It was at the end of February that Orlando Pirates finally seemed to put the disappointment and fatigue of their African club competition campaigns behind them and settled into a rhythm in domestic action.
Eight wins in nine matches, including a glorious away triumph over log leaders Mamelodi Sundowns in the Nedbank Cup, held out the promise of a strong finish that could see Pirates end as high as third in the Premier Soccer League standings, above their old nemesis Kaizer Chiefs, despite spending most of the season well off the pace.
Ultimately, though, it did not come to pass, for almost as quickly as Pirates produced their revival, so they reverted to type and completed the campaign with much inconsistency. Had they failed to get a point in their final match of the league season, they would have faced their worst league finish in 30 years.
A 2-2 draw with SuperSport United last Saturday ensured a seventh-place finish but still left the overriding impression of a team punching well below their potential. It is against this backdrop that Pirates go into Saturday’s Nedbank Cup final in Polokwane seeking a compensatory piece of silverware.
It is also likely to be the last game for Eric Tinkler, who has been holding down the Pirates coaching role since December 2014 but pointedly has never been given a permanent appointment. He is a keen student of the game, praised for the quality of his preparation and his training sessions, and has done well under trying circumstances, not least because he has to work with backroom advisers such as Screamer Tshabalala and has no control over the acquisition or sale of players.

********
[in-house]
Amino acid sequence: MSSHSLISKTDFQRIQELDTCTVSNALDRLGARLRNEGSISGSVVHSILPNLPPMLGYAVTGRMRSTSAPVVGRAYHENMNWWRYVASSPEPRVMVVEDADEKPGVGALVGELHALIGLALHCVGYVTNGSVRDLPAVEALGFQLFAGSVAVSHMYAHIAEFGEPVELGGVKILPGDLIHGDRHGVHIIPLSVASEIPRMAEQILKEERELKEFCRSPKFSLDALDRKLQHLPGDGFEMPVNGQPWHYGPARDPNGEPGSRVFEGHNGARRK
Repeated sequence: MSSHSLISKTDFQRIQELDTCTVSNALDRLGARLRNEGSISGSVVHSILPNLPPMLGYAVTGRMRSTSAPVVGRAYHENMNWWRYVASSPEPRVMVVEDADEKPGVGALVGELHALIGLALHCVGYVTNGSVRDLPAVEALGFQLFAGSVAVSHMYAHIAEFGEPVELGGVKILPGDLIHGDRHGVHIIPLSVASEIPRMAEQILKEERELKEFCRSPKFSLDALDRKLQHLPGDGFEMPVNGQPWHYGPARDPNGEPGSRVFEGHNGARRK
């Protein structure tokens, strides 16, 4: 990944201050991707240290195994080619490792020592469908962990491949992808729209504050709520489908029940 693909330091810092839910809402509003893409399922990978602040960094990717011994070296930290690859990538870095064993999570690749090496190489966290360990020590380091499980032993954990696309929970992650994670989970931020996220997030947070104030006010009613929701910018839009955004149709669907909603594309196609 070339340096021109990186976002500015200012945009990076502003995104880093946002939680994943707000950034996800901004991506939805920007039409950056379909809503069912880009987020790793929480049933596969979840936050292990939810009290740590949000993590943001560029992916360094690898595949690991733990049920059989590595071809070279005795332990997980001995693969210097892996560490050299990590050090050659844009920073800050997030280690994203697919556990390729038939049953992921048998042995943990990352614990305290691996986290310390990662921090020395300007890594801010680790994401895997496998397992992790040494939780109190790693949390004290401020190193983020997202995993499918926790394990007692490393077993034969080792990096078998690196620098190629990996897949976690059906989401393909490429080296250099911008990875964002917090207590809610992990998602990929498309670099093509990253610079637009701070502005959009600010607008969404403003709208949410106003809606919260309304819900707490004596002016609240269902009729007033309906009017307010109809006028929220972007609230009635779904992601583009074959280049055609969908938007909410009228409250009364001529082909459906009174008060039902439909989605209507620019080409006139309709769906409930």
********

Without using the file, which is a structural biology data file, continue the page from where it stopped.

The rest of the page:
This is how Pirates have operated for years — a “technical committee” working in tandem with a coach. Ceding complete control of playing matters to a coach is not common among South African clubs and the concept of an all-powerful manager, as in England, is alien. But if Pirates are to be a force in the league again, they need a strong coach of independent mind-set to bring about fundamental change. Coaching by committee is a recipe for mediocrity, at best.
Tinkler has yet to win a trophy as a coach, so to bow out with the Nedbank Cup would enhance his chance of continued employment elsewhere. Opponents SuperSport also scraped into the top eight after a season in which Gordon Igesund was fired and another former Bafana Bafana coach, Stuart Baxter, was brought in to revamp an ailing squad.
Baxter has seen out the past five months with as much of an eye on results as he has on the future. He has taken time to adapt the squad to his preference for the counter-attacking game. This will be the last game for many players because SuperSport want to be immediate title contenders. A major cleanout is expected, and new talent brought in. The defence will be overhauled; already Reneilwe Letsholonyane and Reyaad Pieterse have been brought in from Kaizer Chiefs. Multiple changes will follow.
The cup final appearance is something of a bonus for Baxter and his boys. They have had a season best forgotten but can still go out on a high.